Anticipated Costs and Benefits: This rulemaking would affect certain vessels operating in U.S. waters seeking to discharge ballast water into waters of the United States. Owners and operators of these vessels would be required to install and operate Coast Guard approved ballast water management systems before discharging ballast water into U.S. waters. Cost estimates for individual vessels vary due to the vessel class, type and size, and the particular technology of the ballast water management system installed. We expect the highest annual costs of this rulemaking during the periods of installation as the bulk of the existing fleet of vessels must meet the standards according to proposed phase-in schedules. The primary cost driver of this rulemaking is the installation costs for existing vessels. Operating and maintenance costs are substantially less than the installation costs. We evaluated the benefits of this rulemaking by researching the impact of aquatic nonindigenous species (NIS) invasions in the U.S. waters, since ballast water discharge is one of the main vectors of NIS introductions in the marine environment. The primary benefit of this rulemaking would be the economic and environmental damages avoided from the reduction in the number of new invasions as a result of the reduction in concentration of organisms in discharged ballast water. We expect that the benefits of this rulemaking would increase as the technology is developed to achieve more stringent ballast water discharge standards. The Coast Guard issued a preliminary regulatory analysis of the costs, benefits, and other impacts of the 2009 NPRM. In this preliminary analysis, we estimated the total phase-one costs to be about $1.18 billion over a 10-year period of analysis (this and other values below at a 7 percent discount rate). As previously described, the implementation costs vary by year. We estimated the annualized cost over the same period to be approximately $168 million per year. We did not provide cost estimates for the phase-two costs in this preliminary analysis since data and information was not available at that time for technology that would meet the anticipated phase-two standard (1,000 x the IMO standard). In the same preliminary analysis, we estimated annualized benefits (damages avoided) for phase one are potentially as high as $553 million, with a mid-range estimate of $165 million to $282 million per year. We estimated total phase-one benefits to be as high as $3.88 billion, with a mid-range estimate of $1.16 billion to $1.98 billion over a 10-year period of analysis. The Coast Guard has received public comments on the impacts of the NPRM and will be incorporating these comments into a revised Regulatory Analysis for the next rulemaking publication.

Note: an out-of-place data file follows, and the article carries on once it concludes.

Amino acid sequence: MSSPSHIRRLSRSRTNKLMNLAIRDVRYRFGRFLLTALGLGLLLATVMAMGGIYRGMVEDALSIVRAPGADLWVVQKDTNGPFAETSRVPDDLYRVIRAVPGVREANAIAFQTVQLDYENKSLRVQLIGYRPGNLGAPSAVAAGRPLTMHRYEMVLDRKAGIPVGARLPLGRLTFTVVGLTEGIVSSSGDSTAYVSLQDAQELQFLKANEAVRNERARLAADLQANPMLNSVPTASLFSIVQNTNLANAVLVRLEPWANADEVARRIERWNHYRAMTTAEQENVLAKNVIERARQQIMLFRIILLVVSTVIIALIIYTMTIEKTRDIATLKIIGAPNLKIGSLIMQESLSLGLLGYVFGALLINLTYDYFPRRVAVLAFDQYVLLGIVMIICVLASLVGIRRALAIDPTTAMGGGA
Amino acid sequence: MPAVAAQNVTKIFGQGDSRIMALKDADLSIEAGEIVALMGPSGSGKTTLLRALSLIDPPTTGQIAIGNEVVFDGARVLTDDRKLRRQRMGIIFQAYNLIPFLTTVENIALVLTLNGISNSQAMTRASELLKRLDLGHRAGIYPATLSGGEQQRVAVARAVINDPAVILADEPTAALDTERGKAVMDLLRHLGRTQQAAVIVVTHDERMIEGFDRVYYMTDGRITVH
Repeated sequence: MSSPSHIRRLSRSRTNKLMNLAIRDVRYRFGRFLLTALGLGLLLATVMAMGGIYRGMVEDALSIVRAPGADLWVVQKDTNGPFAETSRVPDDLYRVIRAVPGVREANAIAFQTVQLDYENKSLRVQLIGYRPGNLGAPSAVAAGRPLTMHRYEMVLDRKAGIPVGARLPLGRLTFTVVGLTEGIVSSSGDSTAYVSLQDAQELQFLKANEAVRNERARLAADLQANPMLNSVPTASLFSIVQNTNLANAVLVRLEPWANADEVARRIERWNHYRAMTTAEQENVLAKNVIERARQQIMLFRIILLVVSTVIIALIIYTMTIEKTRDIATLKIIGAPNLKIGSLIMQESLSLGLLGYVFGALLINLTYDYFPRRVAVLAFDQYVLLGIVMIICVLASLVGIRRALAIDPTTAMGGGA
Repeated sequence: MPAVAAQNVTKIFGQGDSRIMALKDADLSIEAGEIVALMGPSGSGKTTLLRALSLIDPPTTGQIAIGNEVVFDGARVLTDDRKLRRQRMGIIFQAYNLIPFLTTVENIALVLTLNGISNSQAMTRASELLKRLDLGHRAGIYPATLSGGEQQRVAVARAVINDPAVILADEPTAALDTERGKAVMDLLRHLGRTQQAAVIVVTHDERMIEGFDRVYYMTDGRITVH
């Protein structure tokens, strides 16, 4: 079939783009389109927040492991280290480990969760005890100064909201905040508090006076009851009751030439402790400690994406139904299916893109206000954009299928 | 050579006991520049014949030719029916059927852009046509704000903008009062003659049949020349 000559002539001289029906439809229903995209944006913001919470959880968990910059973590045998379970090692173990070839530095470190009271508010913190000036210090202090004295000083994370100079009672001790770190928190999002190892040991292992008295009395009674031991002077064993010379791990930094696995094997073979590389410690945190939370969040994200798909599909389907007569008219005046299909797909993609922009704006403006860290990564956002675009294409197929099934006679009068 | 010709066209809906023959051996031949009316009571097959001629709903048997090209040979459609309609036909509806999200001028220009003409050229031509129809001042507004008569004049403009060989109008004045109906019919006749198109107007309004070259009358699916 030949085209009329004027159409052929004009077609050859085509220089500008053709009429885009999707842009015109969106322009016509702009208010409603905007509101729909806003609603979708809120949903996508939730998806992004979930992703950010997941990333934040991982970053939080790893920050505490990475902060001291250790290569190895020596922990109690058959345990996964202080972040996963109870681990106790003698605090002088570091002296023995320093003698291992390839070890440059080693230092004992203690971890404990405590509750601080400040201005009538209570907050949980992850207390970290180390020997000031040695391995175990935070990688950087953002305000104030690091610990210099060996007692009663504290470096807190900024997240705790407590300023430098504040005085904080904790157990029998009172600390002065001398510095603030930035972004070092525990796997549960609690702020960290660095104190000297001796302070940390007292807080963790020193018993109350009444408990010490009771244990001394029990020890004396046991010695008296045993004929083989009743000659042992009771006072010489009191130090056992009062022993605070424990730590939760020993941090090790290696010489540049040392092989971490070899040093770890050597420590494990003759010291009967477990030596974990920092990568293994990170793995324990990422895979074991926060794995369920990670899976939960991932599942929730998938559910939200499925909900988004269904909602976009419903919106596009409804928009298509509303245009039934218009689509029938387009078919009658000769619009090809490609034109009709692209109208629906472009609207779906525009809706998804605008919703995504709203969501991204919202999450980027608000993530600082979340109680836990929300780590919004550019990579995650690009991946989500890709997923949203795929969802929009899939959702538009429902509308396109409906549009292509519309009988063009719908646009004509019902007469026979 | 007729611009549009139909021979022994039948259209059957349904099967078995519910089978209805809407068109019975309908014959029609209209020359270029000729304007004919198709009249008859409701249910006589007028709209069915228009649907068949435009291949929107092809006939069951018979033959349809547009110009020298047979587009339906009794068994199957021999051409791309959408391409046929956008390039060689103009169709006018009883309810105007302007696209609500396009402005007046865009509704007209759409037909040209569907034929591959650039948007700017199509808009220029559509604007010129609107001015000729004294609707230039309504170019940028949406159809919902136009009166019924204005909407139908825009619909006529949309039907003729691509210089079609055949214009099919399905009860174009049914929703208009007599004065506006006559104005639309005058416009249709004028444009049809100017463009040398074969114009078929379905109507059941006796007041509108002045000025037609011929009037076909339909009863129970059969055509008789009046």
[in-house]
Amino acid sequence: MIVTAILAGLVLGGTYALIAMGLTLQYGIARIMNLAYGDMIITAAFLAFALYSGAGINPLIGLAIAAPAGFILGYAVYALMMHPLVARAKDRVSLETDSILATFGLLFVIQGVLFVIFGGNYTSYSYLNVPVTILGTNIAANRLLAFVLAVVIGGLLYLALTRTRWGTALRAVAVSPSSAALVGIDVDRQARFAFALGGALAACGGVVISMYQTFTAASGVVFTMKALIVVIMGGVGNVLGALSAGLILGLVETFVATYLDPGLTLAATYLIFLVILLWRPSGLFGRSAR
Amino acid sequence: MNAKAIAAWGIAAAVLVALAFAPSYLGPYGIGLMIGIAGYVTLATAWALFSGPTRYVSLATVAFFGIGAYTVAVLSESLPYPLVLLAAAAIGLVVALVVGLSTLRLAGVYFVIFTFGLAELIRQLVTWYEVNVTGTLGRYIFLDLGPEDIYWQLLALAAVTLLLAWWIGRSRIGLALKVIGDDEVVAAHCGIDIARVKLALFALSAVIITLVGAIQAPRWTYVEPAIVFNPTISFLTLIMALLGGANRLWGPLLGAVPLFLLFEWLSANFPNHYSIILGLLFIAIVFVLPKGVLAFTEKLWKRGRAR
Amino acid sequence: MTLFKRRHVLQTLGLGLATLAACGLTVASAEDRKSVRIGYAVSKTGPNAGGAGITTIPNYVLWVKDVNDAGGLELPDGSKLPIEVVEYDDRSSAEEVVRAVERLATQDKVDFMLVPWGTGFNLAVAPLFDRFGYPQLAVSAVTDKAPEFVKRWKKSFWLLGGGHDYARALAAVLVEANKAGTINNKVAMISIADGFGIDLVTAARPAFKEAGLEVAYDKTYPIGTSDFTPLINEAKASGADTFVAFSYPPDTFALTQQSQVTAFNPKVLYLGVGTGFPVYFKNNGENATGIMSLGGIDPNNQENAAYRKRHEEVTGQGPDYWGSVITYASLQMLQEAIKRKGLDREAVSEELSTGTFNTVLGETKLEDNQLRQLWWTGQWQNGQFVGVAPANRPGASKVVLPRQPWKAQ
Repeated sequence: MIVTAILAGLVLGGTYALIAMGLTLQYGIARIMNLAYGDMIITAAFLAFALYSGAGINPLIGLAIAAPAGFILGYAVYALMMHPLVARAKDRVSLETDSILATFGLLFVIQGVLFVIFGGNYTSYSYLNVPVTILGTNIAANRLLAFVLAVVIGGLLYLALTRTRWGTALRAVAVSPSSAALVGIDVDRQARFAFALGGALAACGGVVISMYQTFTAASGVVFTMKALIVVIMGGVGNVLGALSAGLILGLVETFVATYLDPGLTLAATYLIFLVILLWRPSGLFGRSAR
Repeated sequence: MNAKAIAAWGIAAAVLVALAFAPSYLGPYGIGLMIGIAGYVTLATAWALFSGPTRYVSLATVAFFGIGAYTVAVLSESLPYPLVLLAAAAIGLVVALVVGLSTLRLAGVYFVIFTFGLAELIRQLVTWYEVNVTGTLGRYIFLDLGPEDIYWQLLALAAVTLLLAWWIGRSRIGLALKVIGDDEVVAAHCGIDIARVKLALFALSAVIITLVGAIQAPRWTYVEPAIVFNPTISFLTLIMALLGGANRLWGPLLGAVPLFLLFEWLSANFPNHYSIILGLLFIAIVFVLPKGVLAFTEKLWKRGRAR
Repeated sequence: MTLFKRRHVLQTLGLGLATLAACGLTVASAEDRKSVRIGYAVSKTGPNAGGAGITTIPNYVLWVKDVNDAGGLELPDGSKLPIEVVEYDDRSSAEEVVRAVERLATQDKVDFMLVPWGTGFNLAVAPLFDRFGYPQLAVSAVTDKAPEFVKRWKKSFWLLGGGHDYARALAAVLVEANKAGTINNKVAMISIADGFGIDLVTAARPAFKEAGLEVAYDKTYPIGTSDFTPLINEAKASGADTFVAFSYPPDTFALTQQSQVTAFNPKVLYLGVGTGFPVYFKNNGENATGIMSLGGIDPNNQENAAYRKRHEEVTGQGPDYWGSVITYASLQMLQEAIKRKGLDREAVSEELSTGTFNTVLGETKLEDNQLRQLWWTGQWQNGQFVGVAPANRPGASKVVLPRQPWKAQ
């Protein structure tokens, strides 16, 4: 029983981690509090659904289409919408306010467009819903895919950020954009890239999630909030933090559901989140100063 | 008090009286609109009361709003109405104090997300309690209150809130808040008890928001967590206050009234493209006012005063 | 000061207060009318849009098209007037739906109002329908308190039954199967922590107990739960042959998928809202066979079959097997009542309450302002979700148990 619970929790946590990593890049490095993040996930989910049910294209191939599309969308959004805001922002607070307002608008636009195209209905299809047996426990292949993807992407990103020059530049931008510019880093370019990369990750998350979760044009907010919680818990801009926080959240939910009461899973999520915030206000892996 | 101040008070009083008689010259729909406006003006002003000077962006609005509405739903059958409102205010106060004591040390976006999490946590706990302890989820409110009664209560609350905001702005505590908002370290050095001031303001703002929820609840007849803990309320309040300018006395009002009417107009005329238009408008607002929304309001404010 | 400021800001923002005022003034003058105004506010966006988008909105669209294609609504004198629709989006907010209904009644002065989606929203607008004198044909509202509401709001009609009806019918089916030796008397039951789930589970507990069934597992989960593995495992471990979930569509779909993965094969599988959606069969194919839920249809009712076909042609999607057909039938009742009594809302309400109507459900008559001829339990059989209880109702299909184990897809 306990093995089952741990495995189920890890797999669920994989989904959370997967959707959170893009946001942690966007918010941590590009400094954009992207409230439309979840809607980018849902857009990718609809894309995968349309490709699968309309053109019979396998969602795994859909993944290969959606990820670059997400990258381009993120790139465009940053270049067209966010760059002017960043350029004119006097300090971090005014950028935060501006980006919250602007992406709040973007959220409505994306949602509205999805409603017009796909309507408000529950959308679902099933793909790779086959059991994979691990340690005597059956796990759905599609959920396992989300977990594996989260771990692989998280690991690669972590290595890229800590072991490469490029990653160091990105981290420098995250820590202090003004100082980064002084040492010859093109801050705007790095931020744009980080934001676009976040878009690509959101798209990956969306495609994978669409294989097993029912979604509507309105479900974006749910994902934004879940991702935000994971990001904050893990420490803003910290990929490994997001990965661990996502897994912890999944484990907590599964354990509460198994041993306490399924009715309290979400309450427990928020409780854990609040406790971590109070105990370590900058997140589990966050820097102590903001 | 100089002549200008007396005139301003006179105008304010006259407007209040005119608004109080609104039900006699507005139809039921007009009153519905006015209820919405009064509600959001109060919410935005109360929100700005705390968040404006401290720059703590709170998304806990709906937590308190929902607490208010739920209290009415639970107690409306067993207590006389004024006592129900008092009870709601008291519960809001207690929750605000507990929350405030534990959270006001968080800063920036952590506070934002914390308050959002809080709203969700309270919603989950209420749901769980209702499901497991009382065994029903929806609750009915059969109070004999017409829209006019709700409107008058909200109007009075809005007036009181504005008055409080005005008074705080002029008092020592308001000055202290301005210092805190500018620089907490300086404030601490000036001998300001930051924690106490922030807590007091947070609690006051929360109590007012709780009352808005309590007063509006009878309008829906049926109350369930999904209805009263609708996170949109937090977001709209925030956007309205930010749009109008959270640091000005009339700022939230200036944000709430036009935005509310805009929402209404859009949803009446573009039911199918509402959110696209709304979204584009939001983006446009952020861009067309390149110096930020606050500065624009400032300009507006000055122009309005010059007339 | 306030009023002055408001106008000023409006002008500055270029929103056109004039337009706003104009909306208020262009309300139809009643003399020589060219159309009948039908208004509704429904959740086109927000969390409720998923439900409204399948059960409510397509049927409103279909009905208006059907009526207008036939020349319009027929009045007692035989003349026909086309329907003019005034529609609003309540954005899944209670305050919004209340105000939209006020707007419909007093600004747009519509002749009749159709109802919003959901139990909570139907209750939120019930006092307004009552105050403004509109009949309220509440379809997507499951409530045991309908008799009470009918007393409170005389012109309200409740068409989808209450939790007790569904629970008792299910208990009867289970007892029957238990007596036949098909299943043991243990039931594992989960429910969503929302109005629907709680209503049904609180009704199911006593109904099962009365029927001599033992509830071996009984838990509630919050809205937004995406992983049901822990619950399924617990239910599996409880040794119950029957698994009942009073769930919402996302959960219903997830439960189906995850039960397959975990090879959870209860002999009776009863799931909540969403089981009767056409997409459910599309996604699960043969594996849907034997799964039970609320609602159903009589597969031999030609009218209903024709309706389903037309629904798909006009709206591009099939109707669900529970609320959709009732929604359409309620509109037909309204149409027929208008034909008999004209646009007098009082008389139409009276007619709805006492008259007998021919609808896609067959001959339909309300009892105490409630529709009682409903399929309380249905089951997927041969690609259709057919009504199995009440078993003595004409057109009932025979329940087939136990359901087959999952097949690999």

Risks: Ballast water discharged from ships is a significant pathway for the introduction and spread of non-indigenous aquatic nuisance species. These organisms, which may be plants, animals, bacteria or pathogens, have the potential to displace native species, degrade native habitats, spread disease and disrupt human economic and social activities that depend on water resources. It is estimated that for areas such as the Great Lakes, San Francisco Bay, and Chesapeake Bay, one nonindigenous species becomes established per year. At this time, it is difficult to estimate the reduction of risk that would be accomplished by promulgating this rulemaking; however, it is expected a major reduction will occur. We are currently requesting information on costs and benefits of more stringent ballast water discharge standards.
|Additional Information: The Regulations.gov docket number for this rulemaking is USCG-2001-10486.|
|Regulatory Flexibility Analysis Required: Yes||Government Levels Affected: State|
|Small Entities Affected: Businesses||Federalism: No|
|Included in the Regulatory Plan: Yes|
|International Impacts: This regulatory action will be likely to have international trade and investment effects, or otherwise be of international interest.|
|RIN Information URL: www.regulations.gov||Public Comment URL: www.regulations.gov|
|RIN Data Printed in the FR: Yes|
John C. Morris
Department of Homeland Security
U.S. Coast Guard
2703 Martin Luther King Jr. Avenue SE., STOP 7509,
Washington, DC 20593-7509